Caribbean diplomats, ministers flay US
Bert Wilkinson | 10/10/2013, 10:45 a.m.
Thirty-seven years ago, a bomb exploded aboard a Cuban state airline aircraft shortly after it had taken off from Barbados’ Grantley Adams Airport, killing all 73 people on board, including 11 Caribbean nationals, in one of the worst ever terrorist attacks in the region.
The governments of Venezuela, Guyana, Trinidad and Barbados, where Cubana Airlines Flight 455 had transited on its way to its Havana base, immediately blamed Miami-based anti-Castro groups for the attack, and 37 years later, they are still bitter with the U.S. for not actively pursuing the known terrorists who committed the attack.
Of the 73 who were killed, 11 were students on their way to Cuba to accept free medical scholarships from the Caribbean trade bloc headquarters in Guyana.
The others comprised the Cuban junior national fencing team returning from an overseas tournament in North Korea.
The attack sent shock waves throughout the region, as nothing of this magnitude had ever occurred in the group of mostly small island nations. The islands had little capacity to investigate such incidents or to pursue the perpetrators, who were immediately identified by Venezuelan authorities as Cuban exiles.
Last weekend, Cuban diplomats, Bajan and Guyanese government officials, as well as relatives and other survivors of the 73 who died at Paynes Bay off Barbados’ scenic West Coast, gathered near the offshore site to recall the events that occurred on that fateful day on Oct. 6, 1976, again denouncing federal authorities in Washington for their double standards in the way they define and treat terrorist attacks that do not necessarily involve Americans.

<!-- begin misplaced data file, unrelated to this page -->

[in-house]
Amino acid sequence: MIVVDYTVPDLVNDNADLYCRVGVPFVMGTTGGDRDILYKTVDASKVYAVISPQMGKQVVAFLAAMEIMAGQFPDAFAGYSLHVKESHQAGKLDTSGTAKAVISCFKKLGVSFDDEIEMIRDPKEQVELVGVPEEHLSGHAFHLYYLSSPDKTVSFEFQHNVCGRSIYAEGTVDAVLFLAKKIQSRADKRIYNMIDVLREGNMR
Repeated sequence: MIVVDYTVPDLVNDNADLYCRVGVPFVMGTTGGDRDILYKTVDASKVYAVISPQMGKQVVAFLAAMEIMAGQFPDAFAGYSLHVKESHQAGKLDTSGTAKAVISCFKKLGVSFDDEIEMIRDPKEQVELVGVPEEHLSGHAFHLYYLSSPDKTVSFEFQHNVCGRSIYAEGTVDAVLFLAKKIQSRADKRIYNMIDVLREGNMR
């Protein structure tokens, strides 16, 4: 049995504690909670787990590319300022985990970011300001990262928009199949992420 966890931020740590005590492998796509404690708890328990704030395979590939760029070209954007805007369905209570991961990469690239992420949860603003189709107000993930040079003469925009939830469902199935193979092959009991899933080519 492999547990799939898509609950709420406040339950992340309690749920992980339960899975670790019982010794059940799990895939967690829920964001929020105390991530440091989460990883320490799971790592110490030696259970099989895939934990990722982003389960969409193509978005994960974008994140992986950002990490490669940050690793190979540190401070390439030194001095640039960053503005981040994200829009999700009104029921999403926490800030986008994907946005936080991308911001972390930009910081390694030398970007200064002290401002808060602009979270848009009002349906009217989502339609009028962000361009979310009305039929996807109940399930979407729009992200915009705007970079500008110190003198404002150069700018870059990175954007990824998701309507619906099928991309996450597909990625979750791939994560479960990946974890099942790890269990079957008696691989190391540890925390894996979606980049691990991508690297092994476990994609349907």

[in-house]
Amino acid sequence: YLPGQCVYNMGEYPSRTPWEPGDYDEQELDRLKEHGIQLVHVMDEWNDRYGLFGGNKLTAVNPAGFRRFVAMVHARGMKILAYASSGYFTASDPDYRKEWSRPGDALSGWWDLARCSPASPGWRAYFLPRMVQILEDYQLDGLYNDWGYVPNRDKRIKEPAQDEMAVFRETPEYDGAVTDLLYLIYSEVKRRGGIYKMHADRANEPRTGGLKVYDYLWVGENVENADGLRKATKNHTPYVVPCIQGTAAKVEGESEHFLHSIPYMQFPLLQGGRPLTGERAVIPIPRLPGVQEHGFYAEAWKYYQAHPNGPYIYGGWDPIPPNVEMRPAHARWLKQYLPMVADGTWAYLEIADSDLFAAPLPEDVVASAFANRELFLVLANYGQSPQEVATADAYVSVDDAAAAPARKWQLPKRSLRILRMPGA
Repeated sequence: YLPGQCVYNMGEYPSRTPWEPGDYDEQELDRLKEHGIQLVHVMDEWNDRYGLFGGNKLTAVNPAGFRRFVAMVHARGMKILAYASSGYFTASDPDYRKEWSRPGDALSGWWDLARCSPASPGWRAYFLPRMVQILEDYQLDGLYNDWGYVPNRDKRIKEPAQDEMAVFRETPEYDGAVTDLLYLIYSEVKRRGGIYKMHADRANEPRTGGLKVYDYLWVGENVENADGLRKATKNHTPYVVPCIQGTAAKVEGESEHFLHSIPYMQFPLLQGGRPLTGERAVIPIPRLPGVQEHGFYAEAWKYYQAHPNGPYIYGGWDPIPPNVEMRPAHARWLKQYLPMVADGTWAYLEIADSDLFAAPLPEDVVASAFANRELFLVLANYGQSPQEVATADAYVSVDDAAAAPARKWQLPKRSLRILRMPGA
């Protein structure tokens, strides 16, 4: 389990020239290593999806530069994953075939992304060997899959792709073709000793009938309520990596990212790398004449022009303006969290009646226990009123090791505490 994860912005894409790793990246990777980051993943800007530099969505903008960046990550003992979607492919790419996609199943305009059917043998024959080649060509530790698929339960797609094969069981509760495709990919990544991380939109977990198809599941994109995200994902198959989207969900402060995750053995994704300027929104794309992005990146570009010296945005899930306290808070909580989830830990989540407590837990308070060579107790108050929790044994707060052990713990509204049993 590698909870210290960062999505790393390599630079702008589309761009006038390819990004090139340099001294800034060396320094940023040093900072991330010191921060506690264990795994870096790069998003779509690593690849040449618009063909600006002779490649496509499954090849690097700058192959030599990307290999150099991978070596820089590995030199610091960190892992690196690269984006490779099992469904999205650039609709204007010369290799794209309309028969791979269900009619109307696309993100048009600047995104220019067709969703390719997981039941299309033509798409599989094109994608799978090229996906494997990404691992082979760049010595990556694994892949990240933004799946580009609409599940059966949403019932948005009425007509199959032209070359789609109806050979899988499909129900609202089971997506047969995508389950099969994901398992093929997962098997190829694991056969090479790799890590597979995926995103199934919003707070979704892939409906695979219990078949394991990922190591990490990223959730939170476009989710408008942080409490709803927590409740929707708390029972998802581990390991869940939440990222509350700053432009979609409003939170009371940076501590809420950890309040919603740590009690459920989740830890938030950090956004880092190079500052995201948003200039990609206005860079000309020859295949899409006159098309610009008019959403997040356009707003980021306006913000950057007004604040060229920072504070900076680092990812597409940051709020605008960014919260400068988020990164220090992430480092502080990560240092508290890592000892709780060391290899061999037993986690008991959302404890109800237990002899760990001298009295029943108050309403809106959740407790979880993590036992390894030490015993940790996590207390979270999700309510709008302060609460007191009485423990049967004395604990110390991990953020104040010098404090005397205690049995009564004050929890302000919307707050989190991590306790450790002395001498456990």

Cuban Ambassador Lisette Perez Perez argued that the attack was part of the sustained but unrelenting U.S. acts of aggression against the communist island and criticized the feds for never really pursuing the bombers largely because the terrorists had attacked a country with which the U.S. has serious ideological differences since the Cuban Revolution more than 50 years ago.
She pointed to the main suspects in the bombing, exiled Cubans Orlando Bosch and Luis Posada Carriles, saying they were allowed to walk free despite overwhelming evidence of complicity and action against the aircraft and its passengers.
“Bosch passed away peacefully in Miami, where he lived in complete freedom and impunity, after being granted a presidential pardon by George Bush, which was negotiated by the Cuban far-right wing. A similar treatment was given to the other perpetrator of this abominable crime. Carriles was neither charged nor prosecuted in the United States,” she said. “There is a history of injustice in the waters of Paradise Beach in Barbados. The cold–blooded murder of the people onboard that passenger plane was a crime against them, their families and their countries. It was also a crime against Barbados and its people.
Barbados Cabinet Minister Esther Byer-Suckoo said that the incident remains etched in the memory of local people and all those who were involved in or affected by the bombing of a passenger aircraft.
“We continue to remember those who were lost, and we continue to call for justice. I reaffirm that the government of Barbados stands in solidarity with all of you and against acts of terrorism and injustice whenever and wherever they occur. The monument remains a telling symbol that we who were touched by this tragedy will never forget it, as we remember those who we mourn today,” she said.